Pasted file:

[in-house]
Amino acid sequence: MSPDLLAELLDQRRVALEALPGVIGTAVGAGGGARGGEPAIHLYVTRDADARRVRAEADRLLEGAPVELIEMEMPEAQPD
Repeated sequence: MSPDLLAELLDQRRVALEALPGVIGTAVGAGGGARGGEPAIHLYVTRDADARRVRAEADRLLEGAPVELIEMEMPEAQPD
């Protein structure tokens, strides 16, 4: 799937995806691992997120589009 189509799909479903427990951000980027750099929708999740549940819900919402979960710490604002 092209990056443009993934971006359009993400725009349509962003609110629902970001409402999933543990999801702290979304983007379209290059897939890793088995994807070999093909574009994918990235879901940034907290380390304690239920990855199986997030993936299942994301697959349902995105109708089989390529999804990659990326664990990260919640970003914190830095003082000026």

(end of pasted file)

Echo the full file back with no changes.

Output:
[in-house]
Amino acid sequence: MSPDLLAELLDQRRVALEALPGVIGTAVGAGGGARGGEPAIHLYVTRDADARRVRAEADRLLEGAPVELIEMEMPEAQPD
Repeated sequence: MSPDLLAELLDQRRVALEALPGVIGTAVGAGGGARGGEPAIHLYVTRDADARRVRAEADRLLEGAPVELIEMEMPEAQPD
């Protein structure tokens, strides 16, 4: 799937995806691992997120589009 189509799909479903427990951000980027750099929708999740549940819900919402979960710490604002 092209990056443009993934971006359009993400725009349509962003609110629902970001409402999933543990999801702290979304983007379209290059897939890793088995994807070999093909574009994918990235879901940034907290380390304690239920990855199986997030993936299942994301697959349902995105109708089989390529999804990659990326664990990260919640970003914190830095003082000026």